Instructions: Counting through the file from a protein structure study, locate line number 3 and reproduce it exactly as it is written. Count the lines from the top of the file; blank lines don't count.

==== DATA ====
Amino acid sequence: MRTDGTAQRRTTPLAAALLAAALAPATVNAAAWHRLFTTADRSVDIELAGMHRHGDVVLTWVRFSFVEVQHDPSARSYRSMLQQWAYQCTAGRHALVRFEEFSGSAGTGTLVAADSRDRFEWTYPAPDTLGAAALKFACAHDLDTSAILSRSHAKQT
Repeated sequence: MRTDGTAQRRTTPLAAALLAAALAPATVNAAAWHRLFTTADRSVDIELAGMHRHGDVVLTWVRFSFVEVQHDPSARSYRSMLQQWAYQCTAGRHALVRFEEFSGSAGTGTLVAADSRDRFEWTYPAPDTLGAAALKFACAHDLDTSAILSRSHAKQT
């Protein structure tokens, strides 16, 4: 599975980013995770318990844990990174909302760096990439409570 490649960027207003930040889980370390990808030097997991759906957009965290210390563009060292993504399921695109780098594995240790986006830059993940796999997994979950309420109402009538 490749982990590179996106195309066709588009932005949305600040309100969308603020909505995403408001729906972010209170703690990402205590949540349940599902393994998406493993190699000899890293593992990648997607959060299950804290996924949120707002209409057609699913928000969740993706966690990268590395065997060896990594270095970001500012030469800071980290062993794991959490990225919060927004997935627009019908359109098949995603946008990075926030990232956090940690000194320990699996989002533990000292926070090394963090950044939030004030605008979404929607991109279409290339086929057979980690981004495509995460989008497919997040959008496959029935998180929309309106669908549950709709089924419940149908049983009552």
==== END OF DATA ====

């Protein structure tokens, strides 16, 4: 599975980013995770318990844990990174909302760096990439409570 490649960027207003930040889980370390990808030097997991759906957009965290210390563009060292993504399921695109780098594995240790986006830059993940796999997994979950309420109402009538 490749982990590179996106195309066709588009932005949305600040309100969308603020909505995403408001729906972010209170703690990402205590949540349940599902393994998406493993190699000899890293593992990648997607959060299950804290996924949120707002209409057609699913928000969740993706966690990268590395065997060896990594270095970001500012030469800071980290062993794991959490990225919060927004997935627009019908359109098949995603946008990075926030990232956090940690000194320990699996989002533990000292926070090394963090950044939030004030605008979404929607991109279409290339086929057979980690981004495509995460989008497919997040959008496959029935998180929309309106669908549950709709089924419940149908049983009552």